Recognizing the need, on Sept. 2, Mexican President Enrique Peña Nieto unveiled plans for a new international airport to serve Mexico City, with a lofty goal of increasing the city’s ability to compete as a central business and travel connection hub.

With a spectacular design by British architect Norman Foster and Mexican colleague Fernando Romero, the four-plus year project is slated to begin in 2015. When completed, MEX will be one of the largest airports in the world, spanning over 5.4 million square feet and boasting the additional title of ”most sustainable airport ever built.”

Consisting of one giant X-shaped structure (rather than multiple separate buildings) the terminal will be wrapped in a unique skin to allow natural light to permeate the building and circulate air, collect rainwater and provide incredible views of planes circling the sky. Surrounded with a garden of cacti and symbols of the eagle and snake to symbolize the nation’s flag and coat of arms, the bright, airy enclosure is intended to incorporate large areas of translucent and opaque panels, daylight reflectors and building-integrated photovoltaic panels.

“These are all aimed at providing shade and thermal insulation, while also allowing views out and diffusing natural daylight throughout the terminal, thus reducing the need for supplementary lighting,” explains Foster and Partners architect, Piers Heath, part of the design team with FR-EE’s Fernando Romero.

Additional solar panels will ultimately provide 50-megawatts of peak power from other buildings and fields on the site, with enough electricity to supply the major portion of the airport’s energy. Of course, this is in addition to the facility’s own on-site central energy plant.

Financed by the $634 million in annual revenue currently being taken in by MEX, the new triple terminal airport is being built in two phases. The design is intended eventually to accommodate more than 100 million passengers a year, a substantial increase over the 30 million-plus that travel through the current airport each year. And it is poised to invite lines such as Alaska Air Group, Southwest Airlines and other low cost carriers.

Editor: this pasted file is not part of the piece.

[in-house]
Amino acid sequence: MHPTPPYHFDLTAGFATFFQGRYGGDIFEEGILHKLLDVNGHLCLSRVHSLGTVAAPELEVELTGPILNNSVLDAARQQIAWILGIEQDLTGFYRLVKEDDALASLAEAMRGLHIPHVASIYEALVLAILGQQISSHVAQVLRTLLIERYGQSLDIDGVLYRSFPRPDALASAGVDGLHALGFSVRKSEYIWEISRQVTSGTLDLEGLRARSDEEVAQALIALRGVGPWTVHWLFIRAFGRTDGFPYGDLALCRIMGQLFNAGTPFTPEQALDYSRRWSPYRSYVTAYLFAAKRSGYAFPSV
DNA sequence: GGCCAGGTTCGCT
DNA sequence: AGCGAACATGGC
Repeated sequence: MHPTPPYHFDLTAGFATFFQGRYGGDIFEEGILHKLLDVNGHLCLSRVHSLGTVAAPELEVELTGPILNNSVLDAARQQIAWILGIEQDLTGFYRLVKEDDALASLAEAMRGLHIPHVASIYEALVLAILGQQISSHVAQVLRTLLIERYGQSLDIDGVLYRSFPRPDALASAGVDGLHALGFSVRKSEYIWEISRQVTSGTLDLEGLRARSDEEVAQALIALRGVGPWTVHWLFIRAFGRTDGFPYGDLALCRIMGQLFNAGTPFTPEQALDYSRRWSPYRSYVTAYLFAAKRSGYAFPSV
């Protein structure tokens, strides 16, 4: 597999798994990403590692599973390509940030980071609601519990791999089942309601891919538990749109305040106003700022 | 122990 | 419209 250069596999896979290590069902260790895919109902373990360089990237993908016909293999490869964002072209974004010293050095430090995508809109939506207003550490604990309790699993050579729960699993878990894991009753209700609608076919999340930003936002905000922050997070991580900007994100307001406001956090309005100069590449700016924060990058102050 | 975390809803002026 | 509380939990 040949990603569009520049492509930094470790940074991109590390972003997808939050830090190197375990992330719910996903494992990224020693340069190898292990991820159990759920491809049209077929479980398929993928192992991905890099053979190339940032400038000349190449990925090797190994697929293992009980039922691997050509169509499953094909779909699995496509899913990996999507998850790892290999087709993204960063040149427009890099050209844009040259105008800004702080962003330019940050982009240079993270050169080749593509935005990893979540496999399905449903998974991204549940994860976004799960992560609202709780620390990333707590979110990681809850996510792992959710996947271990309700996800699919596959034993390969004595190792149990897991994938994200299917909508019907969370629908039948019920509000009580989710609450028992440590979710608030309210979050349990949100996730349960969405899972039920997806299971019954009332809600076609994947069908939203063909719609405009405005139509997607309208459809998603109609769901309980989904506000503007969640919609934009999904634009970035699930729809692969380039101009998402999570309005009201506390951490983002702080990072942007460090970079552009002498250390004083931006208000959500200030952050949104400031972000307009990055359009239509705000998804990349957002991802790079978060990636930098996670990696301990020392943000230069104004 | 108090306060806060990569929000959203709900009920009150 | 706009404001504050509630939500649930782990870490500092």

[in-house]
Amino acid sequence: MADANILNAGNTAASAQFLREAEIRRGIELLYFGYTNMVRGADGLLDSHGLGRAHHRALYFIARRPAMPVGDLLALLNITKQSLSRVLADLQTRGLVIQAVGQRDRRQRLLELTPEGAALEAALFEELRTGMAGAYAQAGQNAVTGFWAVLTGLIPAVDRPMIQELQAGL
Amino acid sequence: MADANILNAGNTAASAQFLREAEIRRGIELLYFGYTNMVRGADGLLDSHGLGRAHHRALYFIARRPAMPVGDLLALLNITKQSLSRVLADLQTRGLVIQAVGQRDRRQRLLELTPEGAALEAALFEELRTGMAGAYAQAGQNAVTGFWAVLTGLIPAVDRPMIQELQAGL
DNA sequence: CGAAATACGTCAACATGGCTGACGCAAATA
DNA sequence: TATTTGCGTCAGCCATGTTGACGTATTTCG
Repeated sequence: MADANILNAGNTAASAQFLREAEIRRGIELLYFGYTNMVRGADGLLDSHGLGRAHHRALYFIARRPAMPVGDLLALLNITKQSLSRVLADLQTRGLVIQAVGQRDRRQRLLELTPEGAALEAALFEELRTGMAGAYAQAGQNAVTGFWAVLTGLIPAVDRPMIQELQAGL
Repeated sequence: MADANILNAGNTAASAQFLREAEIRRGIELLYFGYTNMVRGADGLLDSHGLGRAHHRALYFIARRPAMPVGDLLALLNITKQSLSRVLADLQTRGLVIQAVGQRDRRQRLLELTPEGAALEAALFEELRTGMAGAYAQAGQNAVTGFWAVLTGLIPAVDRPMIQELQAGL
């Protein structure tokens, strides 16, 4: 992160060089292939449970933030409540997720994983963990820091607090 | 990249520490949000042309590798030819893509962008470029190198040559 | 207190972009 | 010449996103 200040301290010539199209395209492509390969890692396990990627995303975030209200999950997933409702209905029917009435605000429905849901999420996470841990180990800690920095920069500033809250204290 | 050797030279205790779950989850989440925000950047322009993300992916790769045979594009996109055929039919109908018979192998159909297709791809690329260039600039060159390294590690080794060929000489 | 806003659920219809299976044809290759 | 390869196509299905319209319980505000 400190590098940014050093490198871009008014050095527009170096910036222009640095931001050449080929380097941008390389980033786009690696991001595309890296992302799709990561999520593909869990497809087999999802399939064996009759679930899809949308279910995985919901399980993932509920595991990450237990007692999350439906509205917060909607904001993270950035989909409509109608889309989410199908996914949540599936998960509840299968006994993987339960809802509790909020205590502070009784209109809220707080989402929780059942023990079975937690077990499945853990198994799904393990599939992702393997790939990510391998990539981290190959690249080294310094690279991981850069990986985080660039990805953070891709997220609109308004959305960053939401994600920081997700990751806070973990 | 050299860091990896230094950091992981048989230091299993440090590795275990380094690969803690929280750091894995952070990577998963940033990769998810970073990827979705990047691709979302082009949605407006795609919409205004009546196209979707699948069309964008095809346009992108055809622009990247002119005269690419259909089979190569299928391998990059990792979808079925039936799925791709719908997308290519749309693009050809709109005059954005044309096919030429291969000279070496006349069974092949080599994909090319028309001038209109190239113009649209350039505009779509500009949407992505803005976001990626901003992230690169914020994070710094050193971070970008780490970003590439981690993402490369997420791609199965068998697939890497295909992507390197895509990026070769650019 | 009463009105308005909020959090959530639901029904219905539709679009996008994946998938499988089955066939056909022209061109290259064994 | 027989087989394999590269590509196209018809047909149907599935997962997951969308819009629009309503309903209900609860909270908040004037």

“One of the benefits of such a big airport is that more airlines can come to Mexico,” says Luis Zamorano, the director of transport and accessibility for the Mexico City-based Center for Sustainable Transport, a non-profit organization focused on transportation issues. “With a better airport, they could connect to many more locations around the United States.” 


With an elevation of 9,350 feet above sea level, San Francisco de Quito, the capital of Ecuador, is the highest official capital city in the world. However despite the handicaps that such altitudes place on air transport, Ecuador saw the need – and the opportunity – to further develop its aviation resources to accommodate more passengers traveling to and through the Americas.

Limited by its extreme elevation, the original airport went into operation in 1960. It would soon become the busiest airport in Ecuador and one of the busiest in South America, with a reported 6.2 million passengers and 164,000 metric tons of freight in its last years of operation. Here Ecuador’s national airline, TAME, rules. 

But even though the airport was a convenient five-minute drive to Quito’s financial center, being located in the middle of a city surrounded by towering mountains came with severe limitations for expansion, limiting direct flights to almost anywhere and denying access to today’s larger aircraft.

“The old airport was in the middle of town. Landing was dangerous,” explains Carlos Criado, business development director, Mariscal Sucre International Airport. “Runway conditions of a little under two miles meant a lot of flights could not depart to final destinations due to penalized payload because the aircraft could not take off. The advantage of the new airport is a runway of more than 2.5 miles, with a 400 feet decrease in altitude.”